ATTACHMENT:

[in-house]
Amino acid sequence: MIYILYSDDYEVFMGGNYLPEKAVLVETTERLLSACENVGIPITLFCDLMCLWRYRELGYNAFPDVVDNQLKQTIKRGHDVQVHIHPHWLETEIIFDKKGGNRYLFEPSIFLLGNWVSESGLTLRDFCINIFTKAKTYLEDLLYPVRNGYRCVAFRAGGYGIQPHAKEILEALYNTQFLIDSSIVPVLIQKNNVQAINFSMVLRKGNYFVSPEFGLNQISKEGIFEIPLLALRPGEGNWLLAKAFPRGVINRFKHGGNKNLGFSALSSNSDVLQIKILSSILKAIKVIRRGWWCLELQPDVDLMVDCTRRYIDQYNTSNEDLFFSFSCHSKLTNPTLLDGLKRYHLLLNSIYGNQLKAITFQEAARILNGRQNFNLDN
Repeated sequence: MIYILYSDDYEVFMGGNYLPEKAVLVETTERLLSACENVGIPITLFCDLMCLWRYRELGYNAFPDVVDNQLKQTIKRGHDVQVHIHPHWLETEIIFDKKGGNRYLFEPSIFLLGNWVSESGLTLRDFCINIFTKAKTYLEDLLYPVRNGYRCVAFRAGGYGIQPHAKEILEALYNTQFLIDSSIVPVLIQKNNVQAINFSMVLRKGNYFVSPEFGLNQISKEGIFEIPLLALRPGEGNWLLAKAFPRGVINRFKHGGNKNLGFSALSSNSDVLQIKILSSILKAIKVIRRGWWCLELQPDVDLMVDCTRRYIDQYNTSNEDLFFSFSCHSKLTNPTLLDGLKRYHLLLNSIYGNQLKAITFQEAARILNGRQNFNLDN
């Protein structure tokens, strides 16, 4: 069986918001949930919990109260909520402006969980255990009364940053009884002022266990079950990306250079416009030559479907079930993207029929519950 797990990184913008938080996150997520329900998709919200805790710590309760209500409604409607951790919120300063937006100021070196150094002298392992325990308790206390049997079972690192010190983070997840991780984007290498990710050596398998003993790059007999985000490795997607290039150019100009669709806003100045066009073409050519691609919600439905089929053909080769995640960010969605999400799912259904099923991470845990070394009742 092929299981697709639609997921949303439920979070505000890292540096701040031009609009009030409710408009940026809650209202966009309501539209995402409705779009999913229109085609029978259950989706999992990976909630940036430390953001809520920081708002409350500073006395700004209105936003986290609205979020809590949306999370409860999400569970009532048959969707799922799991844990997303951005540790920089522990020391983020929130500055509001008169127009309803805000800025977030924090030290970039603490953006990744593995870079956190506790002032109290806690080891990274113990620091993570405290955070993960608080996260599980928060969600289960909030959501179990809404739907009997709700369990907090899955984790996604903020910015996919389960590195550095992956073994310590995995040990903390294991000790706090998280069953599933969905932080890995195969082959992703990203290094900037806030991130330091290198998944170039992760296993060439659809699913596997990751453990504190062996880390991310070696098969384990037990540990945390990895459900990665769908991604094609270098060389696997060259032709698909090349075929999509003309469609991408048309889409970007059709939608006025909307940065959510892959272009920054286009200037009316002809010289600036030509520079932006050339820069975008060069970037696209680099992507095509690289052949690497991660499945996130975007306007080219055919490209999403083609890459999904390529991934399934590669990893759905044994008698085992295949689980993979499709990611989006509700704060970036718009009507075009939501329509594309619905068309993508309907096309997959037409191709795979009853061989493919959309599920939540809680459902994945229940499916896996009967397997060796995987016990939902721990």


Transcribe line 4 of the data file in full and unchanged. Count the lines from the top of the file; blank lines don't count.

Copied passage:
């Protein structure tokens, strides 16, 4: 069986918001949930919990109260909520402006969980255990009364940053009884002022266990079950990306250079416009030559479907079930993207029929519950 797990990184913008938080996150997520329900998709919200805790710590309760209500409604409607951790919120300063937006100021070196150094002298392992325990308790206390049997079972690192010190983070997840991780984007290498990710050596398998003993790059007999985000490795997607290039150019100009669709806003100045066009073409050519691609919600439905089929053909080769995640960010969605999400799912259904099923991470845990070394009742 092929299981697709639609997921949303439920979070505000890292540096701040031009609009009030409710408009940026809650209202966009309501539209995402409705779009999913229109085609029978259950989706999992990976909630940036430390953001809520920081708002409350500073006395700004209105936003986290609205979020809590949306999370409860999400569970009532048959969707799922799991844990997303951005540790920089522990020391983020929130500055509001008169127009309803805000800025977030924090030290970039603490953006990744593995870079956190506790002032109290806690080891990274113990620091993570405290955070993960608080996260599980928060969600289960909030959501179990809404739907009997709700369990907090899955984790996604903020910015996919389960590195550095992956073994310590995995040990903390294991000790706090998280069953599933969905932080890995195969082959992703990203290094900037806030991130330091290198998944170039992760296993060439659809699913596997990751453990504190062996880390991310070696098969384990037990540990945390990895459900990665769908991604094609270098060389696997060259032709698909090349075929999509003309469609991408048309889409970007059709939608006025909307940065959510892959272009920054286009200037009316002809010289600036030509520079932006050339820069975008060069970037696209680099992507095509690289052949690497991660499945996130975007306007080219055919490209999403083609890459999904390529991934399934590669990893759905044994008698085992295949689980993979499709990611989006509700704060970036718009009507075009939501329509594309619905068309993508309907096309997959037409191709795979009853061989493919959309599920939540809680459902994945229940499916896996009967397997060796995987016990939902721990």